Kristyn Wong-Tam rises at 4:30 a.m. each morning to walk her elderly cockapoo, Francis (“My longest relationship,” she quips). The two-term city councillor has to get an early start; the day is quickly swallowed up by emails, committee obligations, meeting with constituents and BIAs, and attending community events in the evenings. She does it all for one simple reason: Toronto is her first love. 

She wasn’t initially enamoured, but when she fell, she fell hard. As the young daughter of new immigrants, it was difficult to adjust to a new culture, language and city. But once she settled in, she began to see Toronto for the magical place it is. “Toronto is a social miracle,” she says. “It’s home to people from around the world. We all come here looking for opportunities to live a better life, and we do it in relative peace and harmony. Once I fell in love with Toronto, I just wanted to contribute to make it a better place for everyone.”

Growing up, Wong-Tam’s family didn’t have a lot of money. But they were tight-knit, and she felt a sanctuary with her mom, dad and sisters. Then when she was sixteen, she decided to come out as a gay woman. Her parents were shocked. “Being gay was still very foreign. My parents erupted in shock and disbelief and anger. It was almost like I did something to them, rather than me trying to explain to them this is who I was.” She left the house with a duffel bag and has been on her own ever since.

Since then, she’s worked hard on repairing her relationship with her parents, educating them on the LGBTQ community, and explaining that this isn’t a lifestyle choice; it’s who she is. “To their great, great credit, they worked really hard to find a way to understand me,” she says. “Now, they don’t just accept me—they celebrate me.” When she was married two years ago at the 519 (the same community centre that warmly embraced her as a homeless sixteen year old), both of her parents walked her down the aisle. “It was the proudest moment of my life,” she recalls.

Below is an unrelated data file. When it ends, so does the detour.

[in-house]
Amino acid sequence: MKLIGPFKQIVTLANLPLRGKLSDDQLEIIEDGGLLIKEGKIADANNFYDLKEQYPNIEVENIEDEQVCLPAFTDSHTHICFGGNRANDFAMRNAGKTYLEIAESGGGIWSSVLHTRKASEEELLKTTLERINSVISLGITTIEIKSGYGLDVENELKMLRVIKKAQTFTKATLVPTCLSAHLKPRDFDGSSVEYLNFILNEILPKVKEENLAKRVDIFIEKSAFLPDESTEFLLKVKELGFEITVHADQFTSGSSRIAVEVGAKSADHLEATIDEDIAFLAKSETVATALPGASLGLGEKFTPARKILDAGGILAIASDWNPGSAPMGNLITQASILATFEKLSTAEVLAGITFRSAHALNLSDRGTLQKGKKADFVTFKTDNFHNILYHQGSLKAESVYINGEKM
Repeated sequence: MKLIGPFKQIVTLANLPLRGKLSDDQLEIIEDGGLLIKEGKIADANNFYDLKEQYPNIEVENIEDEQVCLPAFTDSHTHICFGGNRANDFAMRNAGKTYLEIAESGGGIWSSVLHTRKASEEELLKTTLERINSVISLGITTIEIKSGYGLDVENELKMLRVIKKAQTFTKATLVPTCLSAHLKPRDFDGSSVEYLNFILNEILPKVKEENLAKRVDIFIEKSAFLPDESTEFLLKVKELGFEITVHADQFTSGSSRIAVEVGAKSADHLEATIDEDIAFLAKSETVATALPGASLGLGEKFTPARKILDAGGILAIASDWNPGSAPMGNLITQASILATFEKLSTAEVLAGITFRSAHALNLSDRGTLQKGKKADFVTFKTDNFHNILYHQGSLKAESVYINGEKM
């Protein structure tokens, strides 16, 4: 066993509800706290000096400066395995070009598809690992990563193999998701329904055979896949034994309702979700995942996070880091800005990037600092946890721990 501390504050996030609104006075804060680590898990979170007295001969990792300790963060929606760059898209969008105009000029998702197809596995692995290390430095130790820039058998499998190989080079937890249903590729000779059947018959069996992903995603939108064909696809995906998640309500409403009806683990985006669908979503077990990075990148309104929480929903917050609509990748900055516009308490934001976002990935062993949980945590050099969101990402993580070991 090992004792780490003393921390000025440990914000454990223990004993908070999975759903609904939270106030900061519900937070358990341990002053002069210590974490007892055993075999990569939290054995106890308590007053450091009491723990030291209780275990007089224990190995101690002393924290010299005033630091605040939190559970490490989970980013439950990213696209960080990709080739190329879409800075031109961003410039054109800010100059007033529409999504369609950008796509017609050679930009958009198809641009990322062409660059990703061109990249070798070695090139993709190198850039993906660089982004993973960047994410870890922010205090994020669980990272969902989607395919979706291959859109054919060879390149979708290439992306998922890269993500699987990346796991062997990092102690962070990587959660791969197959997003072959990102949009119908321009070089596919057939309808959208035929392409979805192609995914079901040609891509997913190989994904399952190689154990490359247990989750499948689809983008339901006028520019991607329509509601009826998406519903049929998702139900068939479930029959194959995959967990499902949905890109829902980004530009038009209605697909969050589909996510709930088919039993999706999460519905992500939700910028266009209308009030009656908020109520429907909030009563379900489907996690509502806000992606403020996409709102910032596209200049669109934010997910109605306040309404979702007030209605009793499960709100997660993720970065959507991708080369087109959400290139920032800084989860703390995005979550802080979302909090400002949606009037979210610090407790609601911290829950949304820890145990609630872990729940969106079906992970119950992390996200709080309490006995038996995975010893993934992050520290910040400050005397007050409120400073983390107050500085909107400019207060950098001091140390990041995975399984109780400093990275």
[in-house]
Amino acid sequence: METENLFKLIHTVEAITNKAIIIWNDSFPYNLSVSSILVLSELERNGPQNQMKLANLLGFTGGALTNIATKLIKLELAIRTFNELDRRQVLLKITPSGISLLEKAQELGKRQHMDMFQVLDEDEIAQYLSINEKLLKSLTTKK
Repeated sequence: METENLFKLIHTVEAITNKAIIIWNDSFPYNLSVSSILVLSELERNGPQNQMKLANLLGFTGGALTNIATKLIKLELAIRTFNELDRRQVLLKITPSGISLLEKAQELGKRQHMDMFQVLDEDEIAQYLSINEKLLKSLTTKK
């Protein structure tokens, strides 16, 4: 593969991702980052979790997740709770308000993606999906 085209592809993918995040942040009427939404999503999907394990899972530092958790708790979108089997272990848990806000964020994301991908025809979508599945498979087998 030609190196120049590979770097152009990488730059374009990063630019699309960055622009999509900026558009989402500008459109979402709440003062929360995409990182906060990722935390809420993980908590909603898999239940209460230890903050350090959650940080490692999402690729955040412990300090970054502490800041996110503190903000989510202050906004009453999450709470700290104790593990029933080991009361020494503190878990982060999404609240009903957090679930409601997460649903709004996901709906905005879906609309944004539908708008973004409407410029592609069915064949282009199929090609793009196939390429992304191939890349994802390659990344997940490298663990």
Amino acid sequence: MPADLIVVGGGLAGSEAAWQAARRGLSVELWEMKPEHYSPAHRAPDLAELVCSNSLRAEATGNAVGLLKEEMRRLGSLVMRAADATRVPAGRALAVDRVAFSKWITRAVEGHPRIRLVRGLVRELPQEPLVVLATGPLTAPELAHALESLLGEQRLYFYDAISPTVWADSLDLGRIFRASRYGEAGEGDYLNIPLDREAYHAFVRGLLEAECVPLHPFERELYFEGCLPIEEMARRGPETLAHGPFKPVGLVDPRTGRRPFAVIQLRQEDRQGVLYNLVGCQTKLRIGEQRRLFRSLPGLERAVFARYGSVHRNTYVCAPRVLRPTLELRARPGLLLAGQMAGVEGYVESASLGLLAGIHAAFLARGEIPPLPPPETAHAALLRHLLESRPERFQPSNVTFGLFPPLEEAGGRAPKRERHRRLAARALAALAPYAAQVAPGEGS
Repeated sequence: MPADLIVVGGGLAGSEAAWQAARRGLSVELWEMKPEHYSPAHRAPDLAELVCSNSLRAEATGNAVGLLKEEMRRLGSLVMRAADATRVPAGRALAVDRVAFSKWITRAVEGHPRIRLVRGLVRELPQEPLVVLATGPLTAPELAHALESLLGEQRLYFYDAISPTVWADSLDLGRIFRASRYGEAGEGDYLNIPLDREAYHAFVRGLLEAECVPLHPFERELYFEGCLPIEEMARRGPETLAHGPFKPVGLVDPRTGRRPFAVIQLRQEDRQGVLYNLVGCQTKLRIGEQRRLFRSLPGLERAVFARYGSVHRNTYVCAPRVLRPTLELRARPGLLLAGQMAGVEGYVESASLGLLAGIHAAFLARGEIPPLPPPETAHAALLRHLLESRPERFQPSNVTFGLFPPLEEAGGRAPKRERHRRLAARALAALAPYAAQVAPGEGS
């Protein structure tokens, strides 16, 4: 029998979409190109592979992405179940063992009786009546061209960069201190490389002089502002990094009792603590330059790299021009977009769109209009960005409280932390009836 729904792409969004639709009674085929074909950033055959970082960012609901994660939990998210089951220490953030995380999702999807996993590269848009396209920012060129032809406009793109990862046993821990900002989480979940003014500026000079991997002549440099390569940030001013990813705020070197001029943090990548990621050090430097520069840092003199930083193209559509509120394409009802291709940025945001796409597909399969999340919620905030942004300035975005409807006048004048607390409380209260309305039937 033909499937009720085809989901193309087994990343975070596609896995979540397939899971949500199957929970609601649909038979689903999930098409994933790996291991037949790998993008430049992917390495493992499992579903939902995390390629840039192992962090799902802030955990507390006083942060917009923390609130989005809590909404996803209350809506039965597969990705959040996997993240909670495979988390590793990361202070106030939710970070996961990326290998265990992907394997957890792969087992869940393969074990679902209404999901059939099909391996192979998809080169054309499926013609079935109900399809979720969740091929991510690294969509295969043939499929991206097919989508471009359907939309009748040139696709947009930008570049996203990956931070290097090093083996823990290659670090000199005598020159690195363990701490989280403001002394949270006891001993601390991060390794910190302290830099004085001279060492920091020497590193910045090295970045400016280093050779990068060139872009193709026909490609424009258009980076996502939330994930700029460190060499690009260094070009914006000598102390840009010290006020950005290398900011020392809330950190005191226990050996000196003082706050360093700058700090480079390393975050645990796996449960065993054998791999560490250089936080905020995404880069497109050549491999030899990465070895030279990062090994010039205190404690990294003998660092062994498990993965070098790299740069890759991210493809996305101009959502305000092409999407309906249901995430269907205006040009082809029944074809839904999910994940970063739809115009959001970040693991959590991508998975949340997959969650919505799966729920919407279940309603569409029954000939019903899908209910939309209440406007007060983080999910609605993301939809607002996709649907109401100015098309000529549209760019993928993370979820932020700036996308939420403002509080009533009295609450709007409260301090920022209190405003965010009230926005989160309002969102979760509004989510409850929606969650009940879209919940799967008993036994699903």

Her experiences—as a new immigrant, as a homeless teen, dealing with precarious employment, securing housing, and struggling with food insecurity—have all helped shape her current perspectives towards public policy. “This is why it’s so important to have people with the widest range of experiences, social vocations and identity represent people in elected life, because if you have a homogeneous group that all lived a very conventional, charmed, middle-class life, it may be difficult for them to grasp the diversity of the city, with all the different experiences of the residents.” She’s had to rely on the TTC, the libraries, the parks. She knows that they’re essentials; services that must be protected for future generations. 

“I feel I have a responsibility to build this city into an even better place than when I found it,” she explains. “Now that I have six nieces and nephews, I find myself working even harder. When I see kids in the neighbourhood or think about kids in my own family, I think about what kind of city we are leaving them. I want the city to be healthy, inclusive, safe, liveable and affordable.”

The affordability factor, she believes, is the most pressing issue. “Toronto is becoming an increasingly expensive city; it’s far too unaffordable.” She points to the rising costs of housing, food and transit. Her recent campaign has brought her into contact with volunteers from St. Jamestown and Regent Park (her first Toronto address). “They are kids who’ve lived with a lot of hardship. They’re hopeful. They’re working hard to do the best they can, given the circumstances. Those issues that my family struggled with—trying to integrate into Canadian society and make the most of those opportunities—that’s what I want to work on. Because some of the opportunities that existed for myself don’t exist for them anymore.”

“People are being priced out and they’re feeling squeezed,” she says. “We have to make sure that people have opportunities to be successful and to live in the city.”